During our visit the theme is Japanese Nikkei cuisine, and we enjoy plate after delicious plate of truffled tuna tartare on fried rice, crispy prawn sushi and wagyu beef and mushroom gyozas. The meals in our chalet are no less indulgent.

Each residence comes with a private chef who can cook all manner of delights according to guest preference. One evening, we’re treated to a five-course tasting menu that culminates in a huge tomahawk wagyu steak sliced tableside.

On another, it’s fondue on the menu – but, of course, Ultima has an ace up its sleeve. Our chef arrives with not one, but two fondues, one of which has been generously infused with – you guessed it – truffle.

Venturing out

For all its creature comforts, Ultima Courchevel Belvédère knows its biggest draw is its slopeside location. Located at an altitude of 1,750m, the ski-in ski-out property offers prime access to the region’s vast network of impeccably groomed pistes.

From Courchevel, the playground that is The Three Valleys awaits, boasting nearly 400 miles of slopes, more than 180 green to blue runs, and 140-plus red to blacks. Beginners can bask in the wide and shallow slopes of the Easy Rider areas, while those with kids can enjoy the family snow park and zipline.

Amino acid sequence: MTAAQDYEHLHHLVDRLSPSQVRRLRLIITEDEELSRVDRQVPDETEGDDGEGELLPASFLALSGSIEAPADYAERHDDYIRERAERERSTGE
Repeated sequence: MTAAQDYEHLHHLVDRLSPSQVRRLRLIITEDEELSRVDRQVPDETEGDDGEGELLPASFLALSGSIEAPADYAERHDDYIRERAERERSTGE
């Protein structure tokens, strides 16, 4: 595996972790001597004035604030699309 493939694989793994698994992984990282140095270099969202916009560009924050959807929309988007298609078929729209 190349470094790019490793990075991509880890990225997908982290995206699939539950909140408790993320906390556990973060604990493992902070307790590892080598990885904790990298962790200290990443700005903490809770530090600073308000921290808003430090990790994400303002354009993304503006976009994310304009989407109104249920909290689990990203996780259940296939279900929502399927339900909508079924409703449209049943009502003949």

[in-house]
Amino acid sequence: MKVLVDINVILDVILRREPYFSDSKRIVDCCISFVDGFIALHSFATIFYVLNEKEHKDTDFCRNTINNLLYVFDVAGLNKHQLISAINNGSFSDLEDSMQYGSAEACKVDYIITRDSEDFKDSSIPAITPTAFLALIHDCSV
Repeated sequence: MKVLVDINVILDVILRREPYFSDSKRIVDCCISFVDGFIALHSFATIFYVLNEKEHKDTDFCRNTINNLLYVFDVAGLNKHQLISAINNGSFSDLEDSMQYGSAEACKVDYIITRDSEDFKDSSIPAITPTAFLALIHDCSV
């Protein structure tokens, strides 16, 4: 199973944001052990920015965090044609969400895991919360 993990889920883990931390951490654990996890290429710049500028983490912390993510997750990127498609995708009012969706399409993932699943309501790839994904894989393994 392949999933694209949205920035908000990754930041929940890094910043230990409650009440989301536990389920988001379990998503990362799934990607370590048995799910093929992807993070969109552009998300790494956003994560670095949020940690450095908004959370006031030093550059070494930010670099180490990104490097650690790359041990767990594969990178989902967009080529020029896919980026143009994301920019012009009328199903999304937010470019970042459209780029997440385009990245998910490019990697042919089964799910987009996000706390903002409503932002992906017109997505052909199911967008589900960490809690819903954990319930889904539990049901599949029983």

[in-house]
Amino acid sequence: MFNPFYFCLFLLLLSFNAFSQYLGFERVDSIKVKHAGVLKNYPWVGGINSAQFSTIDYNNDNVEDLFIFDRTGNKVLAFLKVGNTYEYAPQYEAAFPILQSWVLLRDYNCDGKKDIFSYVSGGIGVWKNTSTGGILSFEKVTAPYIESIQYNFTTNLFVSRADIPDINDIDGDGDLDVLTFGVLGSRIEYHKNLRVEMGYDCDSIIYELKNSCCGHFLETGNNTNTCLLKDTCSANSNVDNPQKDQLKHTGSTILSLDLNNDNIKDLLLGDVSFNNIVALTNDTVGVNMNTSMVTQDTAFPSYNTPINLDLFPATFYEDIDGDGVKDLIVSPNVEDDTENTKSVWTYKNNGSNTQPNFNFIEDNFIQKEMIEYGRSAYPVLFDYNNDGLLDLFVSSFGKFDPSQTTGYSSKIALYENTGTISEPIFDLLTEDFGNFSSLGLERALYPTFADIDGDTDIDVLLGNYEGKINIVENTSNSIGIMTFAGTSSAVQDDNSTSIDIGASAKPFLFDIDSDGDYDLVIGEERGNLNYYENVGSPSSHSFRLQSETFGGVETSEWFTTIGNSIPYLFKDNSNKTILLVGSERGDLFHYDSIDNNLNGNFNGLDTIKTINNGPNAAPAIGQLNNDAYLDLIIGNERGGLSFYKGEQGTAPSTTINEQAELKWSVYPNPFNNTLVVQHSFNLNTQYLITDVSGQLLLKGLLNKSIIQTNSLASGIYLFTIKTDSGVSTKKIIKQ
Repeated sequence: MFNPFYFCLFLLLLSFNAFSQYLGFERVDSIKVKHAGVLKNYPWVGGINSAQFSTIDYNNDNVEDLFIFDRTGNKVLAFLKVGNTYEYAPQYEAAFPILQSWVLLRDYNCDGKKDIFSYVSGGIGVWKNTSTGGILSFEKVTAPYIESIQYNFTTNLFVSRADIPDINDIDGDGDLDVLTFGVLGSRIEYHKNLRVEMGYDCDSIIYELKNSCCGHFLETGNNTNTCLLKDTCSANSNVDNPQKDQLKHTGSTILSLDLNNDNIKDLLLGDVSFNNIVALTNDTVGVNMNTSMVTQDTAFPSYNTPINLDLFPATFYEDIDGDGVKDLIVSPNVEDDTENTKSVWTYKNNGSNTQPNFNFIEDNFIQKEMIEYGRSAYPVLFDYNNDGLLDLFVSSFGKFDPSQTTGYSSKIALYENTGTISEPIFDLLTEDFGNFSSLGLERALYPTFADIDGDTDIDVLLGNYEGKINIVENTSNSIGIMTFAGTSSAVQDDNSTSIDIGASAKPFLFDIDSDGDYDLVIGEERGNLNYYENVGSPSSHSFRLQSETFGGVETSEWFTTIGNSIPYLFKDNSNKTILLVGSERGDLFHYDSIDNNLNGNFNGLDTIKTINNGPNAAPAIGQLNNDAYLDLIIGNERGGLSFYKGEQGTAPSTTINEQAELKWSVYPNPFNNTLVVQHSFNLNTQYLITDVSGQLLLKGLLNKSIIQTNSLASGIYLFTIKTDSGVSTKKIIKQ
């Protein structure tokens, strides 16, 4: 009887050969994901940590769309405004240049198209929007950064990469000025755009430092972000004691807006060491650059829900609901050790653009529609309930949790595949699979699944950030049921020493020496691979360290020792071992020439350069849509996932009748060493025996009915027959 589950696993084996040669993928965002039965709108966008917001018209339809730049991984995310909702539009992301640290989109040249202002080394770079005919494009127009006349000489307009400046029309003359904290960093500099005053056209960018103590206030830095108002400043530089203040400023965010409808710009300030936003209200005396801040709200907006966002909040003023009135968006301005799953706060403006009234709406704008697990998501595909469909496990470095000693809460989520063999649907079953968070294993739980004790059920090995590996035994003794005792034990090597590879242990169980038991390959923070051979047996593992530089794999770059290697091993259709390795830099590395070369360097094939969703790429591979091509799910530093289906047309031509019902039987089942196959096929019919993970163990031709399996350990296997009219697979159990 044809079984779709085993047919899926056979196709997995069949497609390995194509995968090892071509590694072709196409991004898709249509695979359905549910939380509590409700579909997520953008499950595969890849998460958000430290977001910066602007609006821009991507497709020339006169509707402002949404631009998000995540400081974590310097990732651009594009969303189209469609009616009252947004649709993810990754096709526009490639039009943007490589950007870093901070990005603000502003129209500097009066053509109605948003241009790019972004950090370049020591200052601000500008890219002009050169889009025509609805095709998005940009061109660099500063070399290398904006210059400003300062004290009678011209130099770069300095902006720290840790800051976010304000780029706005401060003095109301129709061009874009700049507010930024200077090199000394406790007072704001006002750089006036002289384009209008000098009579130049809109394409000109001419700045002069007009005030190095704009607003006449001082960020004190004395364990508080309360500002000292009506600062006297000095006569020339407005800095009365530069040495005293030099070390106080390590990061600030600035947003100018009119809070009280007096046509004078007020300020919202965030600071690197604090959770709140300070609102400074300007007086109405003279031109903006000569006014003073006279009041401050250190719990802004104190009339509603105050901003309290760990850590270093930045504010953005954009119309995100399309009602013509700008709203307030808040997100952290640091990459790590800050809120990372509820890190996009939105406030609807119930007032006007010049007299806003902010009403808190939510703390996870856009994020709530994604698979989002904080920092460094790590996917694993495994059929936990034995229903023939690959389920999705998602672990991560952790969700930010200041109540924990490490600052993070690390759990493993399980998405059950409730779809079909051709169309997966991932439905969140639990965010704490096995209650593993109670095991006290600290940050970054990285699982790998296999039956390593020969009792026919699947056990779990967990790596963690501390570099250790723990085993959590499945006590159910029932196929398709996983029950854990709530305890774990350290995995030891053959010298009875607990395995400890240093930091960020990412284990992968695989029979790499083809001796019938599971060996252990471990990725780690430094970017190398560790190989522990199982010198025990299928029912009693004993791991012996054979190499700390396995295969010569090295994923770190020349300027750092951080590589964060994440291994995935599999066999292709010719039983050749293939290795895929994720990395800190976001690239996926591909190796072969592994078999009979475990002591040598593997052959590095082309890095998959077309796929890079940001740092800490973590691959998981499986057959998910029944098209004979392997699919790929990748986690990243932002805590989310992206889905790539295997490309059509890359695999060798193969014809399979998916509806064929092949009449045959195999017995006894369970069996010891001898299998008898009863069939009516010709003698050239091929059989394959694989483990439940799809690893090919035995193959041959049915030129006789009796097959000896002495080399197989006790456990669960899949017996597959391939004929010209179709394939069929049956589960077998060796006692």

Courchevel is also incredibly snow-sure. Not only is the resort known for its north-facing slopes and high elevation (more than 80% of Courchevel is above 1,800m), huge investment has been made by S3V, the managing company of The Three Valleys, to ensure the resort stays ahead of the game.

As such, Courchevel is home to the largest artificial snow system in France, featuring more than 600 snow cannons covering 60% of runs. We spend our days hopping between chairlifts and whizzing down wide reds and cruisey blues – cold wind whipping at our cheeks; cool, clean air filling our lungs.

When our legs are tired, we take the familiar, pine-tree[1]lined run back to Ultima Courchevel Belvédère, where our ski butler awaits, ready to replace ski boots with sumptuous slippers and usher us upstairs for steaming mugs of hot chocolate. Skiing definitely doesn’t get better than this.

Book it: A week in a four-bedroom chalet at Ultima Collection Belvédère starts from €43,890.

Erica Rich